Re-branding is a serious decision. When it is done correctly and for the right reasons it can be one of the most rewarding and valuable investments that a business can make. Unfortunately, re-branding is not without its risks. To make the decision less daunting, there are a few ways to know if it’s time for you to re-brand. It will also help you decide what approach you should consider taking with your new identity.
Before we get started it’s worth spending a minute to understand what a brand is. Every business, product, place and even person essentially have one. Simply put, a brand is the perceived idea or impression that something creates in the minds of others. When a brand is working well the impression you make aligns with your core & business goals to create a message.
Having a designed visual language for a brand gives you the ability to direct this message to the right market leaving a lasting impression.
So what are the good reason to re-brand?
- Your brand simply isn’t unique or memorable. If your brand isn’t creating a lasting impression on your market and is easily forgettable it isn’t doing its job. If your brand isn’t unique it will be overlooked.
- Change in direction or products. If the fundamentals of a business are changing then it’s likely your old brand will not suit your new direction. This is a prime reason to re-brand with a new focus.
- A business has expanded or evolved into a new market. This a positive situation to be in. Re-branding while in this stage will help propel you into the next stage of the business while making it clear to your market that good things are on the horizon for your business.
- To disassociate from a bad reputation / negative image. This is a tough position to be in if the negative image is of your own doing it’s best to work with a good PR plan to get you through this and in some instances it can boost a brand. If you have exhausted your options or the image is out of your control, re-branding open and honestly will make a huge difference.
- New owners & new visions. If you’ve taken over a business and you have a different or bigger vision for the business then a new brand is ideal. Just make sure you don’t alienate existing loyal customers. Be open and honest about the change and turn it into a positive marketing opportunity.
- The brand has become dated or isn’t current. This isn’t always the best reason. Trends come and go and most big brands evolve over time but this might not mean your whole brand is wrong. With the right insight, you can see your brand revitalised.
What are the not so good reasons to re-brand?
- Change of address/location. If your brand is working for you, but you change location, there is no reason why you can’t make the brand work in a new market. In fact, having an established market will show your brand is trusted.
- You’re bored of your brand. It’s easy to get bored of looking at the same logo over and over but having brand recognition is something to strive for. If your market isn’t bored with your brand stick with it.
- New owners with the same visions. If you’ve taken over a business it’s tempting to put your own personal touch to the brand, but you need to make sure the brand isn’t a key factor in the business’ success. If you’re trying to keep the same market, keeping the trusted brand might be the best option.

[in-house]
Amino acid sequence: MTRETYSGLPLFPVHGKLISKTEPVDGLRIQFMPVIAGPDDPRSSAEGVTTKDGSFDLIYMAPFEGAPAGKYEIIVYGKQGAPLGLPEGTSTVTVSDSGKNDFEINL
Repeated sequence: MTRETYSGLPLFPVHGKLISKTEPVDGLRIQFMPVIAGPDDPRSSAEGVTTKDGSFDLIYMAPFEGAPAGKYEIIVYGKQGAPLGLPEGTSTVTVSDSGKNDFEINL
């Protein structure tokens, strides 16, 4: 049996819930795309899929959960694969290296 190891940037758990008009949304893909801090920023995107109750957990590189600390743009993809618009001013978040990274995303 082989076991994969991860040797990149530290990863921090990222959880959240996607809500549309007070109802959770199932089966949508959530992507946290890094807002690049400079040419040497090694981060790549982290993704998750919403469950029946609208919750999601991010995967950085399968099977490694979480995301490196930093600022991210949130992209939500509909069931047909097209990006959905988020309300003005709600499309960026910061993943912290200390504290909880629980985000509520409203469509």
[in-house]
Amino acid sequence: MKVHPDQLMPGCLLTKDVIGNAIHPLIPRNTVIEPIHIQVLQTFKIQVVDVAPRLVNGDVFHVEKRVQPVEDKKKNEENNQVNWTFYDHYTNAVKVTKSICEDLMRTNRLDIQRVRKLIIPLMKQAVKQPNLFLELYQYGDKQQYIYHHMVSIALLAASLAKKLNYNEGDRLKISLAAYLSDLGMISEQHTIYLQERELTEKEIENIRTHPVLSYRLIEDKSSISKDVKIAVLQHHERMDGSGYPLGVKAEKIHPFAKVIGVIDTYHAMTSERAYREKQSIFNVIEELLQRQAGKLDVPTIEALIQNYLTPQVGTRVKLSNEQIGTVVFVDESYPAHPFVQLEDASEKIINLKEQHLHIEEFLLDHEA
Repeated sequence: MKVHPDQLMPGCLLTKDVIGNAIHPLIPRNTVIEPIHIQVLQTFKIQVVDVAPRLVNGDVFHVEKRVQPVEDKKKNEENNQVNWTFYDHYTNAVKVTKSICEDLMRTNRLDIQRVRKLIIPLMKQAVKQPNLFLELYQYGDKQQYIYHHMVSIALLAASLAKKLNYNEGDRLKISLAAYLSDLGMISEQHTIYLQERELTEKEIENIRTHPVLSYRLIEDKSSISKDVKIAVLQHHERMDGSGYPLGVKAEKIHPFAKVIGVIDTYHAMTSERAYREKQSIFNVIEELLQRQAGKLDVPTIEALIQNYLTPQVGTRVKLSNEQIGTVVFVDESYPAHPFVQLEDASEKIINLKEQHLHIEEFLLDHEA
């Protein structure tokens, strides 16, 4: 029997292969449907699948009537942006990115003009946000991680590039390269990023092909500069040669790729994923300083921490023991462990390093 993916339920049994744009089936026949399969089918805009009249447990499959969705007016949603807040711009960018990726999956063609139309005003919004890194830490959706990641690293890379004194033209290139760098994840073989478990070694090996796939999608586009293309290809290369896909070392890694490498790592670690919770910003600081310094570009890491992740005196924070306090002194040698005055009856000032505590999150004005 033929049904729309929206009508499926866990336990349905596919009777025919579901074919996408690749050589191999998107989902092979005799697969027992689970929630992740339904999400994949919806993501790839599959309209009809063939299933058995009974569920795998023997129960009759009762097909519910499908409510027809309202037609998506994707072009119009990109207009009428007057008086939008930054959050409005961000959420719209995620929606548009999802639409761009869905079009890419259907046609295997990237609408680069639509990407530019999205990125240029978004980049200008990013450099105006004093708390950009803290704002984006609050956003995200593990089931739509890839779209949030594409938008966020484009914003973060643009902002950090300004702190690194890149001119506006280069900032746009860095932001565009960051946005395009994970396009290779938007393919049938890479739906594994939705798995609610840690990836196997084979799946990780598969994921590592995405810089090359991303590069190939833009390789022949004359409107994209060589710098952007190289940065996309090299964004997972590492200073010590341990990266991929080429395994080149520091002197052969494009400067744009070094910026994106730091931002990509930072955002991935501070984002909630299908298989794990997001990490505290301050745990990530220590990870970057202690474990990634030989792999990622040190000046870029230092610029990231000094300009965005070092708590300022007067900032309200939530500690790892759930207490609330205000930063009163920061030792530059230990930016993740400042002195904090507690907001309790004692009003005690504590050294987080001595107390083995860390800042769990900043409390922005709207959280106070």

- The brand has become dated or isn’t current. Yes, this is in both the groups. Just because a brand isn’t following current trends it doesn’t mean that it’s not right for your clients.
What are your options and what ones right for you?
It’s not possible to create a list that covers every situation, but a re-brand will fall within one of the following 4 categories.
1) Tweaking the brand, not the logo.
In some cases a logo is not the thing letting a brand down, it can often be the rest of the marketing material and how the brand is presented. This is best suited when your brand is flat and failing to capture your market but the logo itself is strong. A great way to spice up a brand is to look at introducing additional visual devices that work with the logo but can extend it to create something fresh and engaging.
2) Evolve the logo, expand the brand.
This is one of the most common uses of re-branding. Some of the world’s biggest brands are experts at this. It generally means noticeable changes that still visually remind us of the previous brand. If your business is growing and moving ahead but is still targeting the same core market with the same message this is the right option.
As shown above, a good example of this is the Bailey Homes re-brand, the colours in this design are the same, the typography feels the same but slightly updated and the overall concept and story in the design are the same.
3) Overhaul a brand but create a connection.
Refreshing your brand in this way means that you utilise some parts of the existing brand to create a connection to the previous logo. This can be done with colour, type or something subtle. This is perfect for brands that are expanding or moving forward.
Shown above the CleanEasy update shows a connection to a longstanding brand by use of colours and strong type. It expands on the “fun” nature of the original logo while giving it depth for the future.
4) Starting from scratch
Sometimes your current brand is not going to suit your new direction, and sometimes if you’re honest, no one is paying attention to your current brand. If your core message and vision are no longer the same then there is no benefit in holding onto the past, so take advantage of the opportunity to get things right.
Shown above the Elk Creative new brand shows no real ties to the old logo and clearly captures a new direction for the business.
Brands can change, evolve and even mean different things to different people, so make sure you’re in control of your business’ image.